Opinion

Do Conservatives Oppose Investment and Productivity?

 

The minimum wage in California and for some New York workers is now on track to reach $15 per hour sometime over the next decade. Predictably, conservative critics were quick to forecast that the plans will destroy job growth in both states, even though the best peer-reviewed research has found no relationship between previous minimum wage increases and reduced employment.

One argument conservatives are trying to sell is that a higher minimum wage will hurt workers by speeding up automation—in other words, that businesses will seek to raise productivity by investing in machines, which will displace human labor. This is a bizarre line of argument, since conservatives have argued for years that cutting taxes on corporations and capital income will ultimately benefit most workers because these cuts will encourage companies to invest in capital, raising workers’ productivity and wages.

In other words, conservatives are now telling workers that they should fear productivity growth when it comes from a higher minimum wage, but welcome it when it comes from corporate tax cuts. This makes no sense.

It’s impossible to overemphasize how important a role the investment-productivity-wage sequence plays in conservative supply-side economics. This sequence forms the basis for the Tax Foundation’s economic model, which supposedly shows that tax cuts on corporate and capital income strongly boost economic growth and wages. American Enterprise Institute (AEI) experts have argued that it is actually workers—not shareholders—that pay the corporate income tax since it reduces investment in capital, which “may lead to lower capital per worker, lower worker productivity, and lower real wages.” Other conservative organizations have argued similarly.

But the main way capital investment increases productivity is through automation and technological change. Otherwise, capital investment in the restaurant industry for example, would amount to buying more and more microwaves instead of better ones. It’s no coincidence that the recent high point of capital investment—the late 1990s—was also the recent high point of productivity and technology growth. If a corporate tax cut successfully increased capital investment, it would take the form of tablets at fast food restaurants and research on driverless cars.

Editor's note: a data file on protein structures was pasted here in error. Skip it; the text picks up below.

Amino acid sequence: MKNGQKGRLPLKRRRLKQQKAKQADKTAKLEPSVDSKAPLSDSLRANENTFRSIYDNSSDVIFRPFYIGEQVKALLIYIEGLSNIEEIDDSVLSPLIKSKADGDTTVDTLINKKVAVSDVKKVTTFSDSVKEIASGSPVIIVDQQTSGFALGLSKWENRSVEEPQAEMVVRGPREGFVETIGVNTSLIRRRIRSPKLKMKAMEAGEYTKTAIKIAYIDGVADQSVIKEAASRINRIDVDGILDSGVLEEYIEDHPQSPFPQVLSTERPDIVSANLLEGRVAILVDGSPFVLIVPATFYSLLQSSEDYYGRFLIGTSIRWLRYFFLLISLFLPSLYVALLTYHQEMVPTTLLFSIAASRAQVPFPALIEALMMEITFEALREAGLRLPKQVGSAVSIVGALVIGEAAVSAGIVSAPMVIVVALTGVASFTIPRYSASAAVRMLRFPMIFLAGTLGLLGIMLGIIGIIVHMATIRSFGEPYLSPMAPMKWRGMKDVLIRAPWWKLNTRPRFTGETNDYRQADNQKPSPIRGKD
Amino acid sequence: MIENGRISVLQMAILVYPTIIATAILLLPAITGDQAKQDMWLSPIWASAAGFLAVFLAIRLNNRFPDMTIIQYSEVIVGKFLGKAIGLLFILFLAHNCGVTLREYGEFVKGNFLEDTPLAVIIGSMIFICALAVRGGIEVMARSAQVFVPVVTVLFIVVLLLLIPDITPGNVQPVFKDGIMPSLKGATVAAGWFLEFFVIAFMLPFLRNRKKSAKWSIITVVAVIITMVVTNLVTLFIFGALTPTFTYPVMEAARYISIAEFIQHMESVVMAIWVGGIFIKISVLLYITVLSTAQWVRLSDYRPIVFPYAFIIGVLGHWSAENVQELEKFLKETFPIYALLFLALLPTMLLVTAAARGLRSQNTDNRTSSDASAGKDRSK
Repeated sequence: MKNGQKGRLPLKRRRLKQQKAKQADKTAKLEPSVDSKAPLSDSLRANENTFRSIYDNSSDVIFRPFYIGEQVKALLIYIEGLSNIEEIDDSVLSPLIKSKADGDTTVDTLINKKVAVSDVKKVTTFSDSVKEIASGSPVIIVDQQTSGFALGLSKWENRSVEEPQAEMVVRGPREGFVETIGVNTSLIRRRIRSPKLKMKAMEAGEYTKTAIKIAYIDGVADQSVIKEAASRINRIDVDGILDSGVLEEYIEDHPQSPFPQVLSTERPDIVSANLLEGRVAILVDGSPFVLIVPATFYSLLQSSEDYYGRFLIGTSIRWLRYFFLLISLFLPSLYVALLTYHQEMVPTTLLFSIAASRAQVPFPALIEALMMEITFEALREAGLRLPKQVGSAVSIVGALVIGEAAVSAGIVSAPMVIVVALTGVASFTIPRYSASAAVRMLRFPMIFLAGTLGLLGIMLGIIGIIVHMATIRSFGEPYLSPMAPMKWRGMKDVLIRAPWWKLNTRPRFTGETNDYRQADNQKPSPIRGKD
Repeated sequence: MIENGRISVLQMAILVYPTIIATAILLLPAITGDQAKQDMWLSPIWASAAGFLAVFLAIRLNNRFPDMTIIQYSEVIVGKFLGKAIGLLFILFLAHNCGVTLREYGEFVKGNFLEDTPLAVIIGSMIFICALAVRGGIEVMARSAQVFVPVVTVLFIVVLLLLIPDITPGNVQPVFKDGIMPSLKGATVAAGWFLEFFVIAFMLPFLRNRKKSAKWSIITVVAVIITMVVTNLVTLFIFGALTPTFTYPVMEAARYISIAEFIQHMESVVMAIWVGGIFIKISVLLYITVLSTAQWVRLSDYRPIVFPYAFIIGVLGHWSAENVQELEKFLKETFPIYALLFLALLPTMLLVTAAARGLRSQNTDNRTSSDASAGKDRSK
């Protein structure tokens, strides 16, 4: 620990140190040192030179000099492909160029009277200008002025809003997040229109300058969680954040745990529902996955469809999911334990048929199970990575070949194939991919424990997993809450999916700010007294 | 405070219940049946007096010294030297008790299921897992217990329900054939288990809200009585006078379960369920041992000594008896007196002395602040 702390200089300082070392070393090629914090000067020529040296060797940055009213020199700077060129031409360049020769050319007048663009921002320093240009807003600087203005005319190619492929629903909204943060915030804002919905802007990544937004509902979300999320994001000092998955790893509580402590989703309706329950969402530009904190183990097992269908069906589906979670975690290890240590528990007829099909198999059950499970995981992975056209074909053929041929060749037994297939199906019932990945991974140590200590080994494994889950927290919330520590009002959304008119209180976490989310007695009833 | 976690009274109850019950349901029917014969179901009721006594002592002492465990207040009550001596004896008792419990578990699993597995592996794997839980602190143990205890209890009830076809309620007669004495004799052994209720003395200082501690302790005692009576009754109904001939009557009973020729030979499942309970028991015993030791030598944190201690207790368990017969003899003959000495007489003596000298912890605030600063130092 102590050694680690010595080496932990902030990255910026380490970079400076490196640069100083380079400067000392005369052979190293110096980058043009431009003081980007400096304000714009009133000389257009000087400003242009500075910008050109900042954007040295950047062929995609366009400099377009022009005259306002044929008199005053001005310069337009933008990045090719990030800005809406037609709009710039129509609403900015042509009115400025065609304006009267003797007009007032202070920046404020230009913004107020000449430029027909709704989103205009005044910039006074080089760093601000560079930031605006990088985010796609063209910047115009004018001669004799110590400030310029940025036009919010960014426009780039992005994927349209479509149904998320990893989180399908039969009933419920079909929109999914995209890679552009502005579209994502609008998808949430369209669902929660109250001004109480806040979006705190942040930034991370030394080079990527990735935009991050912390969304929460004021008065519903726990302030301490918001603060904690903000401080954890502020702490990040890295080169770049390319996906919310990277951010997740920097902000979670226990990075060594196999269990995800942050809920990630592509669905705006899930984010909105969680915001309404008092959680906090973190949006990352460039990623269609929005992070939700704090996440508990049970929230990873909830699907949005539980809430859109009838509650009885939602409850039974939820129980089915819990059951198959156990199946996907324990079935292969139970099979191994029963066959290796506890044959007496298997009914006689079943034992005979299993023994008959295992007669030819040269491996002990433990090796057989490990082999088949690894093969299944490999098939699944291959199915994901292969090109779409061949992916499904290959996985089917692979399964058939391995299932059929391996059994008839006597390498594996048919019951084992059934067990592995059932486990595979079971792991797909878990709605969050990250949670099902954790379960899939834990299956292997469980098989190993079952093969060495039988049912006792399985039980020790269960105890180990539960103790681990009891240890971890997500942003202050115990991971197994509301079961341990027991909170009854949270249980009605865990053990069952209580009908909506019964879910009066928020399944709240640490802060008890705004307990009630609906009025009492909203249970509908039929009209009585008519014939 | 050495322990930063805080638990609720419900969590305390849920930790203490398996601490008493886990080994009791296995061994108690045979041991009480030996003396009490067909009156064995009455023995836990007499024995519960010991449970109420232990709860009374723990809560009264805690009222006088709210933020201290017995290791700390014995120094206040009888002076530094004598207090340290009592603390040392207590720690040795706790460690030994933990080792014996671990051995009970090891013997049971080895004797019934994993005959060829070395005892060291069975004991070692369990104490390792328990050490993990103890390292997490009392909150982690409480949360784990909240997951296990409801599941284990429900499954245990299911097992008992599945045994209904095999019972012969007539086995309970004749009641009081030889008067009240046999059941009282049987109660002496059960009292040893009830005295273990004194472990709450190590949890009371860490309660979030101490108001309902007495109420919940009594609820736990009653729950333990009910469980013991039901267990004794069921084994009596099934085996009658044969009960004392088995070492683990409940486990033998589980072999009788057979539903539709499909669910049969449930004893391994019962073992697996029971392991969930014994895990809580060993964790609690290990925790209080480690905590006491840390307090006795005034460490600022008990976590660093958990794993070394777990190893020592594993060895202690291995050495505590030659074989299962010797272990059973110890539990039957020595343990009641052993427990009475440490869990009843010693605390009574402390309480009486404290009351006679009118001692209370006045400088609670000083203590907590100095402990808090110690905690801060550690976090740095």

Of course, tax cuts on corporate and capital income have a poor record of increasing investment or wages—as shown by study after study.

But more investment and productivity should benefit workers in the long run. People have feared technology would eliminate the need for human labor for centuries, yet time and time again productivity growth has found new uses for it. In 1900, 41 percent of Americans worked in agriculture, compared to just 2 percent in 2000. Instead of mass unemployment as agricultural jobs disappeared, the 20th century saw the share of adults with a job rise as technology and new consumer demands created new, more productive jobs.

Similarly, technological change has historically meant higher wages and higher living standards—not mass unemployment. This goes for workers in the middle as much as toward the bottom. Technological change and lack of skills do not explain the growth of wage inequality over the last three decades—the decline of unions, the falling real value of the minimum wage, changes in corporate behavior as a result of tax policy,  and globalization, however, do explain it. Further, job growth for low-skilled workers has been more robust than for middle- and high-skilled workers over the last three decades.

Past performance does not guarantee future results, but the evidence points to the pace of automation slowing down if anything. Faster automation growth should, by definition, translate into faster productivity growth since automation means producing more goods and services with fewer hours of human labor. But productivity growth has been slow over the past few years, most of it a result of declining capital investment (that said—slow productivity growth has far outpaced practically non-existent real wage growth).

Of all the reasons more conservative economists and researchers have trotted out to oppose a minimum wage increase, a fear of automation should not be one of them. This is especially the case for supply-side conservatives, who typically argue for increasing capital investment and raising economic productivity. They cannot simultaneously argue that productivity growth is good, but only when it comes in the form of tax cuts for the wealthy.

Brendan V. Duke is the Associate Director for Economic Policy at the Center for American Progress.

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